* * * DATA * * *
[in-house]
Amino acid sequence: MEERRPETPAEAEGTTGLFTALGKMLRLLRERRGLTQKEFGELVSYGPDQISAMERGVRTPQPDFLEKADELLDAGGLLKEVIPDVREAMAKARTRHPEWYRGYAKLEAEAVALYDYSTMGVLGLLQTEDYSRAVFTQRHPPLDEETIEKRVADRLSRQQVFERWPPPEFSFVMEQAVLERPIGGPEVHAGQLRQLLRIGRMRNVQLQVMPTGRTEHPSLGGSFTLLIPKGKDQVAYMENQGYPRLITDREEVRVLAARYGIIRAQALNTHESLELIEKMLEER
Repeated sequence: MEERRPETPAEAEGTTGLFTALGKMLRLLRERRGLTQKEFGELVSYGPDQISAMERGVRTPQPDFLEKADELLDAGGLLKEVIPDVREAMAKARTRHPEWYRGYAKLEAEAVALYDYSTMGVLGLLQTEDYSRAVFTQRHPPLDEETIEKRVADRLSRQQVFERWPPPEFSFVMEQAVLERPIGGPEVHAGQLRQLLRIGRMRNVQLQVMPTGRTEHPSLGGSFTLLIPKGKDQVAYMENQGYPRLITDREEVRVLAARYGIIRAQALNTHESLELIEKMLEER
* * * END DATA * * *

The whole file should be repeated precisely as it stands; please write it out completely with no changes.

[in-house]
Amino acid sequence: MEERRPETPAEAEGTTGLFTALGKMLRLLRERRGLTQKEFGELVSYGPDQISAMERGVRTPQPDFLEKADELLDAGGLLKEVIPDVREAMAKARTRHPEWYRGYAKLEAEAVALYDYSTMGVLGLLQTEDYSRAVFTQRHPPLDEETIEKRVADRLSRQQVFERWPPPEFSFVMEQAVLERPIGGPEVHAGQLRQLLRIGRMRNVQLQVMPTGRTEHPSLGGSFTLLIPKGKDQVAYMENQGYPRLITDREEVRVLAARYGIIRAQALNTHESLELIEKMLEER
Repeated sequence: MEERRPETPAEAEGTTGLFTALGKMLRLLRERRGLTQKEFGELVSYGPDQISAMERGVRTPQPDFLEKADELLDAGGLLKEVIPDVREAMAKARTRHPEWYRGYAKLEAEAVALYDYSTMGVLGLLQTEDYSRAVFTQRHPPLDEETIEKRVADRLSRQQVFERWPPPEFSFVMEQAVLERPIGGPEVHAGQLRQLLRIGRMRNVQLQVMPTGRTEHPSLGGSFTLLIPKGKDQVAYMENQGYPRLITDREEVRVLAARYGIIRAQALNTHESLELIEKMLEER